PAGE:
The WACC model is used to calculate upper and lower limits for a reasonable interest rate on equity and debt for each year. For 2017, the lower and upper limits are set at 2.39% and 6.39 % for equity and 0.6% and 0.86% for debt, respectively. These upper and lower limits are then used to calculate a range for the amount of a reasonable return for the individual company based on its capital structure.
DERA decides the final amount within the range based on an overall assessment using several criteria to clarify the company's risk profile, including:
- whether the company's capital structure is over 70% debt financed;
- whether the company delivers to end users;
- whether the company's supply of heat is subject to competition and, if so, what the competition climate is like;
- how the company is ranked in DERA's price statistics;
- for heating production companies:
- whether the company can use one or more types of fuel; and
- whether the company is a waste incineration plant subject to a price cap;
- for heating distribution companies:
- the number of customers connected to the grid;
- the concentration of heat supply;
- the concentration of business users; and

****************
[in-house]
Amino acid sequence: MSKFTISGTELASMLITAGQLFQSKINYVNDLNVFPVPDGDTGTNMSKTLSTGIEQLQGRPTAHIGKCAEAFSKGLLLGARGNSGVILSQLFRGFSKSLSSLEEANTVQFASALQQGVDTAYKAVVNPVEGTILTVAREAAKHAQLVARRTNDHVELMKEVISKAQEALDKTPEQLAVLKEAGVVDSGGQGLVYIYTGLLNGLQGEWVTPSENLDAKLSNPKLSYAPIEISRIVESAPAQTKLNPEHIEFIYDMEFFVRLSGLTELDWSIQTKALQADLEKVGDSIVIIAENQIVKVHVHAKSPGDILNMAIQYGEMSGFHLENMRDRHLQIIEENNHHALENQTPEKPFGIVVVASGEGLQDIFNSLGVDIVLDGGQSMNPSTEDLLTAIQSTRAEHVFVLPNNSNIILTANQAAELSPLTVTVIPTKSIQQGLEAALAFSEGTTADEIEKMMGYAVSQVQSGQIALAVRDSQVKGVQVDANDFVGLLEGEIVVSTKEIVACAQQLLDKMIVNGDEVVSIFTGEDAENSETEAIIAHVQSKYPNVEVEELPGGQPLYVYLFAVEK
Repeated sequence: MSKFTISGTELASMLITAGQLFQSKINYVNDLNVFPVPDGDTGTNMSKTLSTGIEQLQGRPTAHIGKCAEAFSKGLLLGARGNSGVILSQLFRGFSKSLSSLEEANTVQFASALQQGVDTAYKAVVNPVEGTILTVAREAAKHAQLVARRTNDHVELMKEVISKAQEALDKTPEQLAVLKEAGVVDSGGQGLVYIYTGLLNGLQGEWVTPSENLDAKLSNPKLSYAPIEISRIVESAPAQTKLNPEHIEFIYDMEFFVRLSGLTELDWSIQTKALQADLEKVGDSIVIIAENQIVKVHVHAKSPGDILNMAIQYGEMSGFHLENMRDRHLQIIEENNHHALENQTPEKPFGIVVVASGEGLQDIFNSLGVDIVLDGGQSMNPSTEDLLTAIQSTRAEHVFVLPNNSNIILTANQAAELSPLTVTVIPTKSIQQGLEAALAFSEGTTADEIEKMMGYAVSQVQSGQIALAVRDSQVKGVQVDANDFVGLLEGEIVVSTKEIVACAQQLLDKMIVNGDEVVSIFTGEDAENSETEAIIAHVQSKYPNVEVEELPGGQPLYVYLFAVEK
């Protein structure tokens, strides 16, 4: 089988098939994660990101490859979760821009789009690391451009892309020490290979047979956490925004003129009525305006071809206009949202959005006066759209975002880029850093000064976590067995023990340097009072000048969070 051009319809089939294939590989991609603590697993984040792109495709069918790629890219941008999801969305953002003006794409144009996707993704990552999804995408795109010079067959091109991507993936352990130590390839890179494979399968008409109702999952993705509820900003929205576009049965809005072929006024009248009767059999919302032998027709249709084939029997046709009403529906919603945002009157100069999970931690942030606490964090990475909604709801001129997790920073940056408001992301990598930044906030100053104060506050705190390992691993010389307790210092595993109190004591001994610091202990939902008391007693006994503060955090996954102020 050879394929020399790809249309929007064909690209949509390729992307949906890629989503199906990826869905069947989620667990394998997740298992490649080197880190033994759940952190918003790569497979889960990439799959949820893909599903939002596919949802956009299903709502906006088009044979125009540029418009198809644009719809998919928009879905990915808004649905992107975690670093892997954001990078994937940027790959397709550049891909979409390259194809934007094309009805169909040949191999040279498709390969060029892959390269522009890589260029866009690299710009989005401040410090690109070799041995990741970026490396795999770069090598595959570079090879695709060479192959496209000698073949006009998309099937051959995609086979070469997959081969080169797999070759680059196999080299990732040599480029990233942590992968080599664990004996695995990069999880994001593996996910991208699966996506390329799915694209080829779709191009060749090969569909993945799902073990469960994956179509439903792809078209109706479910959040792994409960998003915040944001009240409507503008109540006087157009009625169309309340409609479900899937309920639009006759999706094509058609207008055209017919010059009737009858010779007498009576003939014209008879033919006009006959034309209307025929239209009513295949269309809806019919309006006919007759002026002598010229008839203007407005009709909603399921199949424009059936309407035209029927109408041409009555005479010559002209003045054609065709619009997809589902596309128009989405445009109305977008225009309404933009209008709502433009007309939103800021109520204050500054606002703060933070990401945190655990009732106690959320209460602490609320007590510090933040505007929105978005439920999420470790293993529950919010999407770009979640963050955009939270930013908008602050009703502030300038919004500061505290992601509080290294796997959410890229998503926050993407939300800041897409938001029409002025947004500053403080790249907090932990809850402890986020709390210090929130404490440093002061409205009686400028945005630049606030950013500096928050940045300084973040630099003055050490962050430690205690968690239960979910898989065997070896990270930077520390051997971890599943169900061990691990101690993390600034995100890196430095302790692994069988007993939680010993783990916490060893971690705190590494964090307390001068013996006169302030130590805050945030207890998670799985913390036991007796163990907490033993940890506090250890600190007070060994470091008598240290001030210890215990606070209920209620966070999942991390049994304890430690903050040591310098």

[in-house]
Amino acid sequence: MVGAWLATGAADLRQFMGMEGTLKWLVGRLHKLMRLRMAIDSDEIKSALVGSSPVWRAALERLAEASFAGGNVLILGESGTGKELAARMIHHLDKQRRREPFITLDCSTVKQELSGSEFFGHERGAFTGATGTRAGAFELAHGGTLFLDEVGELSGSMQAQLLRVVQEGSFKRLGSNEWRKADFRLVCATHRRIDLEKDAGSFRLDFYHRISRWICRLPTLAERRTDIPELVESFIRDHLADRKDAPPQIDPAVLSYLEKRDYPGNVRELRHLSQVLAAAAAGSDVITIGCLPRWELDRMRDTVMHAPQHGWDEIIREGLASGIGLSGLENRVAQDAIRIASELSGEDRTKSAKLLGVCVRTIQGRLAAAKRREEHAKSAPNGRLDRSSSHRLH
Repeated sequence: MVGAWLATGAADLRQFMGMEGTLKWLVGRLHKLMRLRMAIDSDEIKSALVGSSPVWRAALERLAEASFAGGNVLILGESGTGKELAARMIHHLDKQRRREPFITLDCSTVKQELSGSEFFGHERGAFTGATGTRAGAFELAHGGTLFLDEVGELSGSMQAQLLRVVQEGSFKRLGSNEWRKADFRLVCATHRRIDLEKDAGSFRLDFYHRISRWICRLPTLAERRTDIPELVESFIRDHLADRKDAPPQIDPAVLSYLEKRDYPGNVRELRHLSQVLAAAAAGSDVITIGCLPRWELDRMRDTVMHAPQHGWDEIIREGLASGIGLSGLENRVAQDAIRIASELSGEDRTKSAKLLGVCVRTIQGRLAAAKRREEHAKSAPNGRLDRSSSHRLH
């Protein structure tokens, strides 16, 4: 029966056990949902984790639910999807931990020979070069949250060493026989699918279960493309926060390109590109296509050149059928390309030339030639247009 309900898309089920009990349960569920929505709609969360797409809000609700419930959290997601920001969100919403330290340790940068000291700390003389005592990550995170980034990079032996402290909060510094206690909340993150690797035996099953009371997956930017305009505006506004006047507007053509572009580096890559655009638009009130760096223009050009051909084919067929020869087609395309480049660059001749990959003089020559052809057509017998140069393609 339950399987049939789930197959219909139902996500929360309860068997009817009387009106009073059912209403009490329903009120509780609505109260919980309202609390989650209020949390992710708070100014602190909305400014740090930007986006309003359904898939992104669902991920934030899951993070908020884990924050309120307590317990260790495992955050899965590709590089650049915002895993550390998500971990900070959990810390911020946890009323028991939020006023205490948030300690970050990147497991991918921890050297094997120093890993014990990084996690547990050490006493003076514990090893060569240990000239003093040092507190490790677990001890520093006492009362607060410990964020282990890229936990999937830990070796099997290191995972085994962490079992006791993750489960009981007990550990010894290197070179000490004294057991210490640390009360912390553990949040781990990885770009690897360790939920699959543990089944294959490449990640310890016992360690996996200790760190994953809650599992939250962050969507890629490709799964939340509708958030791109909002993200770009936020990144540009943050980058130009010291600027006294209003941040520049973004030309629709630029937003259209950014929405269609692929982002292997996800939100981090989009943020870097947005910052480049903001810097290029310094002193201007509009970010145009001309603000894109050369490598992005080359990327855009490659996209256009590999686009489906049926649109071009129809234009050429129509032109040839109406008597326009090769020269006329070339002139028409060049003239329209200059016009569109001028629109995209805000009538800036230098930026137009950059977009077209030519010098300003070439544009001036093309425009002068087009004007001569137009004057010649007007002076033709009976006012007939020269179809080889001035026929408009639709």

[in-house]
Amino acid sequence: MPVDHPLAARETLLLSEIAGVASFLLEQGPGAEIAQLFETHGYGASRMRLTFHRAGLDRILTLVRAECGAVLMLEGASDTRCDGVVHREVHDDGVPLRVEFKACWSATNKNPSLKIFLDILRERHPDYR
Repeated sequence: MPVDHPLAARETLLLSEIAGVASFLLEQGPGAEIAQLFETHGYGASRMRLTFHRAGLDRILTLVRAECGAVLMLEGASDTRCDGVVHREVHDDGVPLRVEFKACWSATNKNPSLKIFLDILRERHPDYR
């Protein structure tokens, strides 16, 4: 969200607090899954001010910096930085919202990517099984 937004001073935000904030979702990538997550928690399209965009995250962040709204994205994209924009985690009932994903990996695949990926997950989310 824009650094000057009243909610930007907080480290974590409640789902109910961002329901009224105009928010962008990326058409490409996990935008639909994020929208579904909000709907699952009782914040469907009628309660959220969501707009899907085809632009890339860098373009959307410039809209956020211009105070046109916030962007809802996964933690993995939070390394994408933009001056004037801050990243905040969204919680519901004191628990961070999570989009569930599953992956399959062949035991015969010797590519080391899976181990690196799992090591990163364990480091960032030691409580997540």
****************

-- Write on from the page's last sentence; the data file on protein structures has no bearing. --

- whether end users are subject to a legal obligation to become or remain connected to the grid; and
- for heat transmission companies:
- the number of district heating companies connected as producers and purchasers; and
- the concentration of heating supply.
DERA may apply other criteria deemed relevant to the individual case. It is unclear how DERA intends to weigh the criteria against each other when assessing the reasonable return.
In the EGJ case, DERA decided on the reasonable return of EGJ's invested capital for 2011 to 2017. In 2012 DERA had approved EGJ's return for 2003 to 2010 using a different WACC model.
DERA concluded that EGJ's invested capital could be estimated at Dkr612 million. By using the new WACC model and criteria, DERA found that a reasonable return on the invested capital for 2011 to 2017 could not exceed Dkr119 million.